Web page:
View of “Juliette Blightman,” 2011.

View of “Juliette Blightman,” 2011.

Juliette Blightman


View of “Juliette Blightman,” 2011.

For her recent show “at least you haven’t changed,” the Berlin-based British artist Juliette Blightman did not show her own work but manifested her refusal to submit to the regime of hyperproduction in contemporary art. She did this by bringing together various items that she had temporarily borrowed from close friends and fellow artists. These included a medium-size Expressionist-style painting by artist Anne Norman (Untitled, 1991), an antique Persian rug (Farghan, ca. 1870) lent by former art dealer Gregorio Magnani, and a vinyl record of a 2005 sound piece by Cerith Wyn Evans that he had recorded in the house museum of modernist architect Luis Barragán (The Curves of the Needle, 2005), plus a photocopy of Russian critic Sergei Tretyakov’s 1929 essay “The Biography of the Object” as published in 2006 in the journal October, proposed for the show by writer and curator David Bussel.

The few intimate effects collected for Blightman’s show stood out as silhouettes against the white gallery space, redefining it as a calm, quasi-domestic setting—what the artist calls “a place to think for a minute or three.” The items were grouped around a retro stereo lying on the carpet; one speaker was used as a plinth for Tretyakov’s text. Upon the arrival of visitors, the gallery staff would play the record, featuring selections from Barragán’s collection. The music’s atmospheric properties combined with the installation’s black-and-white tonality to create chiaroscuro effects comparable to those in Alain Resnais’s 1961 film, Last Year at Marienbad, a line from which provided the exhibition with its title and an image from which was used for its press release.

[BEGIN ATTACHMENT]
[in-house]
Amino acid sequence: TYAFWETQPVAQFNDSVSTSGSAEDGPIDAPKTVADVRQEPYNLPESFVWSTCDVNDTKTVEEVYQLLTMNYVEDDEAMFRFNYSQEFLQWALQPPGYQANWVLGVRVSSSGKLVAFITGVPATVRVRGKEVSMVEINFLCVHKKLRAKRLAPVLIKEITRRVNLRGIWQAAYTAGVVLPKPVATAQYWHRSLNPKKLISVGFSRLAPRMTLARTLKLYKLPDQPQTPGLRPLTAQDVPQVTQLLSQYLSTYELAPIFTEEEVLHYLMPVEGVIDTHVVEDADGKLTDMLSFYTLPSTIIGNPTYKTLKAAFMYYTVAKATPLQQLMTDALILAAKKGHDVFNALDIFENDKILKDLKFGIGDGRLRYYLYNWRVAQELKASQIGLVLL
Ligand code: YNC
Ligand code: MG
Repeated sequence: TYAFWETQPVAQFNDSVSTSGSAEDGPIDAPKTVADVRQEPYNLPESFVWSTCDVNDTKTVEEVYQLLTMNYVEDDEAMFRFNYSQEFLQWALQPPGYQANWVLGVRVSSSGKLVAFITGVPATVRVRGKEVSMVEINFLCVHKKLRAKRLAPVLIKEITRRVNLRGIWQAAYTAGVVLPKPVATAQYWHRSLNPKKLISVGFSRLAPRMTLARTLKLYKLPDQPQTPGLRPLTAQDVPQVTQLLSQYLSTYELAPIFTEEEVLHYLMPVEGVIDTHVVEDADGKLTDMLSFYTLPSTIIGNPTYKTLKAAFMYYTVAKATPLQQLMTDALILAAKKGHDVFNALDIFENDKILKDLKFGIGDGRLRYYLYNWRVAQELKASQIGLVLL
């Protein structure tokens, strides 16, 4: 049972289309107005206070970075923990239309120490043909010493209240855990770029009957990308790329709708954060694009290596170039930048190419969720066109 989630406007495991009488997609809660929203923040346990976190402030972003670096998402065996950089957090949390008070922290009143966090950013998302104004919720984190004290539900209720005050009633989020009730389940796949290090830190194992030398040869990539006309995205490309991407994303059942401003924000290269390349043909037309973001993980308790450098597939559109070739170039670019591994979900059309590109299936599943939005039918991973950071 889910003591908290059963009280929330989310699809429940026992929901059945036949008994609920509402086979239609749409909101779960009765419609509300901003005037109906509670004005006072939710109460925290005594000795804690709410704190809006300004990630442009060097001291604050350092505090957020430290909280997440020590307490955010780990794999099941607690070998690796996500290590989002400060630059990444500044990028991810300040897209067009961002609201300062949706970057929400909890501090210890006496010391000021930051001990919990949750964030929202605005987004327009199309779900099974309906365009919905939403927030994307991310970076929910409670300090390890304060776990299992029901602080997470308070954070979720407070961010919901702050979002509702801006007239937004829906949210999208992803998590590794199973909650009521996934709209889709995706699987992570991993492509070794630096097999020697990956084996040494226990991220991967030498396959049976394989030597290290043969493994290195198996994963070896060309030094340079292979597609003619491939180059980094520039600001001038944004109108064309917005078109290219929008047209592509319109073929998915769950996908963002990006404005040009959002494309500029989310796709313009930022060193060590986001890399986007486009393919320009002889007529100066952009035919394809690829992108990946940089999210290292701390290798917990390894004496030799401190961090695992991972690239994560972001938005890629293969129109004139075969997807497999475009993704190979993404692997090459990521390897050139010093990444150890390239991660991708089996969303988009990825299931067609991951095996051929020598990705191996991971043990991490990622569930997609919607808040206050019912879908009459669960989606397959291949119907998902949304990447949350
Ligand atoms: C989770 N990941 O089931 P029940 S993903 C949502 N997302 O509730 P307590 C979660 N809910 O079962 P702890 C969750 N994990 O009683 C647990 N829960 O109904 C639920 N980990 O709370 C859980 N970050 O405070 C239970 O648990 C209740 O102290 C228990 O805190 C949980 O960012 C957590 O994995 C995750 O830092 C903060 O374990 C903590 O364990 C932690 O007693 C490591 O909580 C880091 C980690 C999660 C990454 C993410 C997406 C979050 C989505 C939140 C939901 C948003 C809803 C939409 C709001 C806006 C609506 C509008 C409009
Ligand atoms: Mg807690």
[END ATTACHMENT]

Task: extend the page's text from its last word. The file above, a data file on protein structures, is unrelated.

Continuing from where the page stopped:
Blightman’s practice has often been described in terms of the construction of simple gestures that expand time and are imbued with personal narratives, often drawing spectators to windows from which they can watch life passing by. Her aesthetics of reduced production developed, in this case, into a symbolic displacement of other practitioners’ productions, which she appropriated to form a visual study whose meaning appeared opaque. At the same time, her self-imposed negation of artistic labor could be read as a critique, a formula demonstrating her self-conscious and consummate reworking of a complex tradition of modernist aesthetic and historical paradigms embracing the work of Marcel Duchamp and Marcel Broodthaers as well as that of such contemporaries as Michael Krebber, Silvia Kolbowski, and Willem de Rooij.

The effect of the installation was to gradually shift viewers’ attention from the reduced environment to the collaborative and private procedures of communication, conception, and production that had occurred between the artist and her contributors. Bussel’s selection of Tretyakov’s text is most relevant here: It makes the case for storytelling as a matter of antiheroic “living” actions generated by a group of things, people, and events connected by economic and production processes. Blightman’s objects were indeed related because their owners are her friends in real life. In addition, they expressed (to rephrase a proposition by American scholar David Joselit) a “transitive” character, since they were inscribed within networks of conception, production, circulation, and translation as much as within the criteria implicit in the behavior, taste, or method of any one individual. Identifying herself with the passive maneuverings of Herman Melville’s Bartleby, Blightman signals a refusal not of form but of public content.

—Diana Baldon